man because of things like Bay City Rollers.
Q. How serious were The Gentrys about making a living as musicians?
A. We had a group of parents who really encouraged us to get the most
out of this band. They seeded us with a little bit of money. They helped
us buy some gear when we needed it. They actually drove us when we were
too young to go to gigs out of town. They weren't what you would call stage
parents. We were never under heavy pressure. They never took us to the side
and brow beat us like coaches. They were simply loving people that, if we
wanted to do this, if it kept us off the streets if you will, it was socially
acceptable, there was nowhere for teenagers to go in the South in the 60's,
they encouraged us. Then, when this got big enough to start competing with
our college and with real American dream future, we got kind of a split
vote from our parents. We got kind of a split vote from our girlfriends
too. We did have kind of a philosophical split in that this was national
recognition. It was money. I don't think that deep down anybody thought
they would be entertainers for life. I think there was some kind of
self-fulfilling prophecy to that. I think if we'd been in it for the long
haul, we might have been prone to be a little more visible in the big cities.
We thought we'd make enough money and exit all of this. I recall a decision
we made one time not to take a Dick Clark Where The Action Is tour, because
it only paid about $300 a night and we had to furnish our own transportation,
and our own hotel. So, by the time you subtracted even moving around by
car and paying $35 which is what you could get two Holiday Inn rooms
for back in those days, you still didn't end up with a lot of money. We
were a group that was so hot in Alabama, Georgia, red-dirt circuit that
we could make $750-$ 1,200 a night, playing four nights a week in the South.
And, we opted to go for the money.
Q. What was it like to be on the road back in 1965, 1966?
A. The jewel of my career in all of what is is that I literally entered
the recording business when it was a very undefined life-style. Whatever
worked is what you did. Today, it's almost a corporate force. It's definitely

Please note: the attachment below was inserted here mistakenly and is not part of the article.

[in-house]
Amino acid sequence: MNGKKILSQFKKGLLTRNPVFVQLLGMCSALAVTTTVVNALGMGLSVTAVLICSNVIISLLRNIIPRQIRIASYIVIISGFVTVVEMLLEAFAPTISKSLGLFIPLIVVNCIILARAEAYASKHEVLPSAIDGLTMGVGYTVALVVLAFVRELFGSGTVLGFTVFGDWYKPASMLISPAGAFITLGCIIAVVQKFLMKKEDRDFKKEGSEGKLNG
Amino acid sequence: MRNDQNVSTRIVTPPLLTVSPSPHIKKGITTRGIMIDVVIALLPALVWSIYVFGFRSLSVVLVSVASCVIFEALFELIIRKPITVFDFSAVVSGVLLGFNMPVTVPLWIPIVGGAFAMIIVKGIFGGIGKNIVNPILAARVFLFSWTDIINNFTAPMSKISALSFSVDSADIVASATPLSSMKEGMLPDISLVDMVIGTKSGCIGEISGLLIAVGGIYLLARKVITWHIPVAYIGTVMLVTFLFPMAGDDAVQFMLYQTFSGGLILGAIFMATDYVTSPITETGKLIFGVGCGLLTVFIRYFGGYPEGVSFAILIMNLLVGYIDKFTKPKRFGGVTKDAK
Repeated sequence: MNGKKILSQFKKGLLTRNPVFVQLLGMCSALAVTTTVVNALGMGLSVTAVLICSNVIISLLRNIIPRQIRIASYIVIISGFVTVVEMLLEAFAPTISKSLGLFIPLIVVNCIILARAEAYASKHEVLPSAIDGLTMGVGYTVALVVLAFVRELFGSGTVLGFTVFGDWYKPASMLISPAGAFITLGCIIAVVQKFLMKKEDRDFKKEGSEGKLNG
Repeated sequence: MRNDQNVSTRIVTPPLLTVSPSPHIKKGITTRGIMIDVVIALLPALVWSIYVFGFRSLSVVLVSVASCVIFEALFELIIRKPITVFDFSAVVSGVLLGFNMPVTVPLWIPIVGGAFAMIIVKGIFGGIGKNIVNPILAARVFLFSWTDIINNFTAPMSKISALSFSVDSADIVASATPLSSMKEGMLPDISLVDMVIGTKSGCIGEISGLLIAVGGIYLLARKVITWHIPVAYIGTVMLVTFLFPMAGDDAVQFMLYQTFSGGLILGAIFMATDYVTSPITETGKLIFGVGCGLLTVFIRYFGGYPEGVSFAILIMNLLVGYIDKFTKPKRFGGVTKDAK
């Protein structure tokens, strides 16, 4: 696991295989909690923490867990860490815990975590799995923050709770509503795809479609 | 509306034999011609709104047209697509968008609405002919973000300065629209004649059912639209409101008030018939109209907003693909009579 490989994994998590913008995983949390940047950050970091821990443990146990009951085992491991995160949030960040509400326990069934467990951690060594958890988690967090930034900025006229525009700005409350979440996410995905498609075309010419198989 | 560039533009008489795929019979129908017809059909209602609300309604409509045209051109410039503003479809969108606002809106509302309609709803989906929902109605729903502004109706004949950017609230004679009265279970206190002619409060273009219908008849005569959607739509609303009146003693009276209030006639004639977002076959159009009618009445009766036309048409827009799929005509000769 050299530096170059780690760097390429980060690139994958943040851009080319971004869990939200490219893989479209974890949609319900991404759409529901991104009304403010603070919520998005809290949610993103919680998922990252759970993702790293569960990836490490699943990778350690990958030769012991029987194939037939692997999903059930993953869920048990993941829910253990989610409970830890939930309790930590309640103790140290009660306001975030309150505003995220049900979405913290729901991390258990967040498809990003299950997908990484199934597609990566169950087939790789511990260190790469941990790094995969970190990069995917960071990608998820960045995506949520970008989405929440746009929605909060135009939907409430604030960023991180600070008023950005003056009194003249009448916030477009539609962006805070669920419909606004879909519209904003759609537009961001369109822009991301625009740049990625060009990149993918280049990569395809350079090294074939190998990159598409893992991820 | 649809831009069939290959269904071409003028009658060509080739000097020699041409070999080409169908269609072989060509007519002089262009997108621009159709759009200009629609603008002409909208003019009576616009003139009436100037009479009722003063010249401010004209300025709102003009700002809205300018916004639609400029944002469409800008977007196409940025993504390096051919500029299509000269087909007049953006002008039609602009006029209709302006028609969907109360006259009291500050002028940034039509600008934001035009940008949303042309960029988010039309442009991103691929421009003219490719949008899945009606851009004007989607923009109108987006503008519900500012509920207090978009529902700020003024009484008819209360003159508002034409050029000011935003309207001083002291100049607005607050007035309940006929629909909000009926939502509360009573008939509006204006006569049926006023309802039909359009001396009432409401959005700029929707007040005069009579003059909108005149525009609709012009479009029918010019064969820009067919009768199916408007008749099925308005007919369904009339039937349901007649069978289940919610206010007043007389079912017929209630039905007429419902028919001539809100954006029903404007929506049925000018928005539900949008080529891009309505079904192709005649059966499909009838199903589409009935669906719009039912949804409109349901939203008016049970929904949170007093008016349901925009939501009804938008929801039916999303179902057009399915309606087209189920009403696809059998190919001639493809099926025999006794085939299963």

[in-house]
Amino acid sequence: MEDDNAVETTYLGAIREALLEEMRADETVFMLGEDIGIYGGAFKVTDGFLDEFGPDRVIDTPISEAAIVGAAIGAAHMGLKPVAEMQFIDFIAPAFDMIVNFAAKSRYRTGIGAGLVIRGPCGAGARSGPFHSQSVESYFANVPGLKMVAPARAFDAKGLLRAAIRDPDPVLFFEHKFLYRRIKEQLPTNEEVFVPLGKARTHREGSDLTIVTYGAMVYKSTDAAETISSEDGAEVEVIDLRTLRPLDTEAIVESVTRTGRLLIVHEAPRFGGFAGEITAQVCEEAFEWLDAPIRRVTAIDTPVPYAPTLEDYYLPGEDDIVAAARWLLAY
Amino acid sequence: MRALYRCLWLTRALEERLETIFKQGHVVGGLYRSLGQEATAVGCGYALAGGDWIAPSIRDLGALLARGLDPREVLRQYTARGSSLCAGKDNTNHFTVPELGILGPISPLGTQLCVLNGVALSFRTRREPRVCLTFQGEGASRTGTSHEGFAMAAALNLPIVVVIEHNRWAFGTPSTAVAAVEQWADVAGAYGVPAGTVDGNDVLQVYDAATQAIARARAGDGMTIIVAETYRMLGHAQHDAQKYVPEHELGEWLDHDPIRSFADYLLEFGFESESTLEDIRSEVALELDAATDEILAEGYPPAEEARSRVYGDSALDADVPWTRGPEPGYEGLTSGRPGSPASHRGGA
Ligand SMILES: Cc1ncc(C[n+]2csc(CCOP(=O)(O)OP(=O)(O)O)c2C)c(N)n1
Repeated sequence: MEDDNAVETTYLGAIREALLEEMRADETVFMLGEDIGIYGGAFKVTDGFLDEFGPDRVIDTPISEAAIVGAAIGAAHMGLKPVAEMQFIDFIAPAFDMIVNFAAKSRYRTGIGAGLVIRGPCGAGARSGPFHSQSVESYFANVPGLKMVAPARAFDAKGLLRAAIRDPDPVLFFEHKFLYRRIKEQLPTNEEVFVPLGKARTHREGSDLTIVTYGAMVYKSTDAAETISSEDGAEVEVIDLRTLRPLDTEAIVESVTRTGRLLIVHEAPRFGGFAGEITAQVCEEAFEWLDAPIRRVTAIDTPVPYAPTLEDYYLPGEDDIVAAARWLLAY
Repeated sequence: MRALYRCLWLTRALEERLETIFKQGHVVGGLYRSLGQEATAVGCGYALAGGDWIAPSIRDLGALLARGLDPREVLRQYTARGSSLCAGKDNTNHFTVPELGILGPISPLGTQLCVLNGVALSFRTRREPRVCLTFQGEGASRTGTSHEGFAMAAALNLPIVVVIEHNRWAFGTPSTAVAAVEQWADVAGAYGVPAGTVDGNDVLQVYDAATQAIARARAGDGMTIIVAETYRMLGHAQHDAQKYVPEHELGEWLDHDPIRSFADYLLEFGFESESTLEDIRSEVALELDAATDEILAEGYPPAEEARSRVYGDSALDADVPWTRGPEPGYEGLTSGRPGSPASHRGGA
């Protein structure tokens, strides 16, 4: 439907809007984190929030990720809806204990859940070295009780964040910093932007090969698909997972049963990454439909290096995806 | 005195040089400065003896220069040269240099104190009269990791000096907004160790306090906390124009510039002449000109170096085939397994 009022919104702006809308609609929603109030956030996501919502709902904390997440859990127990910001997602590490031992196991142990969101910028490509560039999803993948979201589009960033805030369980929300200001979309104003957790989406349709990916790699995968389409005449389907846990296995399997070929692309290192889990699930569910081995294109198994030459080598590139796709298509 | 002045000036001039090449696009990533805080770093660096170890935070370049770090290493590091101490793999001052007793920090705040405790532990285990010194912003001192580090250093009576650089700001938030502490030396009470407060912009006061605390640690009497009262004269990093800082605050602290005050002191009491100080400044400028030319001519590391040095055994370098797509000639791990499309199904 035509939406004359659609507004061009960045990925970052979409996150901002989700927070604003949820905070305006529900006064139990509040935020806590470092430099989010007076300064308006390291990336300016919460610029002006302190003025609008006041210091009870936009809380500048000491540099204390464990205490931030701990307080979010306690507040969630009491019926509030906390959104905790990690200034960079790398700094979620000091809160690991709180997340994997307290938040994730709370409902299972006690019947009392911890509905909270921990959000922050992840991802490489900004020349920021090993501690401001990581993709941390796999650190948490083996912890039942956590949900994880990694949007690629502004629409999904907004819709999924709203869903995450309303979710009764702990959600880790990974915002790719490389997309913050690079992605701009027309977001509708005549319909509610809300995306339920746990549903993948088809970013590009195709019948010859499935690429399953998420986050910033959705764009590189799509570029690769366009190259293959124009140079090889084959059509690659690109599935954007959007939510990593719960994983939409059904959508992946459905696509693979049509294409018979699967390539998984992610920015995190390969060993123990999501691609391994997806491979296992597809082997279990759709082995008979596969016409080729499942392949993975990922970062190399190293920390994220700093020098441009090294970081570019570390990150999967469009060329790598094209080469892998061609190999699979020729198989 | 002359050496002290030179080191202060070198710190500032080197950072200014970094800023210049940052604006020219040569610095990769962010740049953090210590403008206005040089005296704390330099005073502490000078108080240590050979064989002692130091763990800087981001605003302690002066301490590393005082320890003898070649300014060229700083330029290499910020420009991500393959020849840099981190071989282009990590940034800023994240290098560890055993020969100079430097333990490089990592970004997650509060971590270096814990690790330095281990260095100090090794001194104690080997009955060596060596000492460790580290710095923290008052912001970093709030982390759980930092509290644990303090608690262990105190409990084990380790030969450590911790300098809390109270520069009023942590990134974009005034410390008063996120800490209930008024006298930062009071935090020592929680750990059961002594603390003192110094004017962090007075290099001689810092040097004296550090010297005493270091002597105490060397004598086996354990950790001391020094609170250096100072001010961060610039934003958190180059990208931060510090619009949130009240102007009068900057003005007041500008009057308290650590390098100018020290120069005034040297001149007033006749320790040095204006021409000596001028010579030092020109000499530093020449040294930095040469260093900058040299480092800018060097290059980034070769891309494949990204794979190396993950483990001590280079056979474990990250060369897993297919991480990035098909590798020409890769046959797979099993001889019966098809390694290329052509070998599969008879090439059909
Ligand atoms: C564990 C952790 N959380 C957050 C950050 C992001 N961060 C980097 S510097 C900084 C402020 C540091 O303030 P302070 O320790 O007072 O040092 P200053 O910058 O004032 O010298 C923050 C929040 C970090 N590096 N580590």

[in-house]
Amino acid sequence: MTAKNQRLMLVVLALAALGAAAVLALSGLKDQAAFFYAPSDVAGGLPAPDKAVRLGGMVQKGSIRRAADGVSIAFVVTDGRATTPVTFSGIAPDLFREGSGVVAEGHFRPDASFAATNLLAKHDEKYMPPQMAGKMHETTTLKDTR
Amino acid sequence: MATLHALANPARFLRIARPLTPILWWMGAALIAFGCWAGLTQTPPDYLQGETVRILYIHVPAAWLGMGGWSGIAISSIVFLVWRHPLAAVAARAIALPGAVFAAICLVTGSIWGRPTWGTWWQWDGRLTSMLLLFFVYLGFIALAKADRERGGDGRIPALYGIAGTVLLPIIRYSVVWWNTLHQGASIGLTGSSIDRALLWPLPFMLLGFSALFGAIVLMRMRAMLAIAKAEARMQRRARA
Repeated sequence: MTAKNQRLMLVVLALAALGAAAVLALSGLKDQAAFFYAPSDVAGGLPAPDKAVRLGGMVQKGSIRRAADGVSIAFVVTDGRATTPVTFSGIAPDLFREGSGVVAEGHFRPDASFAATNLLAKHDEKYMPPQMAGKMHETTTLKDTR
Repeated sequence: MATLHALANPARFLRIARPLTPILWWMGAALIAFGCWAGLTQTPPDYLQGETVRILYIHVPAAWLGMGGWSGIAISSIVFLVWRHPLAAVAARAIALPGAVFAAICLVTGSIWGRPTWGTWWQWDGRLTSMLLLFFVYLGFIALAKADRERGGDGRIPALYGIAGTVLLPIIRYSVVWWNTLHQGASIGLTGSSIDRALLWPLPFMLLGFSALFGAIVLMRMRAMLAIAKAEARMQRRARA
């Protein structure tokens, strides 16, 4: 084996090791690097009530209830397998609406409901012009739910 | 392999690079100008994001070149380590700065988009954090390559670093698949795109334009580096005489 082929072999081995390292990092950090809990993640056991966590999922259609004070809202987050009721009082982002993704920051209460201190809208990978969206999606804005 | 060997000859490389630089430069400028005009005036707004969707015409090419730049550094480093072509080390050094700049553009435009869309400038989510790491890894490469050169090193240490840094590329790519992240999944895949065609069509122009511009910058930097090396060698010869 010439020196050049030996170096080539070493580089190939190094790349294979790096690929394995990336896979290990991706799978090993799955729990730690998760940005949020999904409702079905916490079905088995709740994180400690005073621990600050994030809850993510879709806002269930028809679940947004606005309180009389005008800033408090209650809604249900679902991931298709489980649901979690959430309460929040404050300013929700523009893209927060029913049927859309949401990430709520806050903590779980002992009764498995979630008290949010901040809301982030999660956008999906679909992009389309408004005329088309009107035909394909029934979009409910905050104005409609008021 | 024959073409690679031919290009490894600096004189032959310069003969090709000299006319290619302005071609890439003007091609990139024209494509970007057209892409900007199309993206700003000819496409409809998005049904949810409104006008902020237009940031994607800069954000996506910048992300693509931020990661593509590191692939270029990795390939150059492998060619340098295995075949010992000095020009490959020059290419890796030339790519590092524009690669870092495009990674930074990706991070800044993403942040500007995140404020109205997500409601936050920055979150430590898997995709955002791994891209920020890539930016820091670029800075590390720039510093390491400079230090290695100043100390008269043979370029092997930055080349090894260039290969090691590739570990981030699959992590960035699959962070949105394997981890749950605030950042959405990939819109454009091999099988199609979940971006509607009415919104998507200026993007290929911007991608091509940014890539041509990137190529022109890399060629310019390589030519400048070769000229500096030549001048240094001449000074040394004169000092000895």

this theme song at the corporate level, all the way down to the elevators
you get into in the buildings. I've watched it go from a time when we'll
be able to sit home and telephone in our recording parts before we, to a
time when you all had to be there at the same time in a mono studio, which
is when I began doing it. It was actually pretty wonderful. It was like
the movies. Picture graduating from high school, getting into a brand new
Pontiac Bonneville, putting a trailer on the back, which didn't have any
kind of cheesy connotations to our little naive eyes, and seven of us driving
around the country, wherever we wanted to go, wherever we could get a booking.
We just did whatever we wanted to do. I was almost a pre-narcotic time of
music. Most of the band didn't do a lot of drinking. There was some hassle
connected with drinking below the age of 21. Basically, the band was a pretty
stable bunch of guys. So, if you went tack, and really chronicled what they
did, compared to what they could have done, compared to what's been done,
it was a fairly sedate lifestyle. But, it taught you to count on your brothers.
It's a lot like the end of Neil Simon's play, "Biloxi Blues",
where he says, "I hated all those guys back then, but now I really
love 'em." I really could relate to that statement. There was a great
deal of in-fighting that was cold war and subliminal and mostly had to do
with girls and egos, and who wore the same clothes, who got the most applause,
who wrote about who in the paper the day after the gig, But you know, mostly
we hung together like comrades, and we were buddies and we really did end
up having some pretty good times in that car moving down the road. I look
back on that as kind of a Golden Era. I'm still friends with every one of
those guys. I probably don't have any more in common with them than I did
then. I think we all realized it was a special time. It was five years
of camaraderie, of being thrown together with a common cause.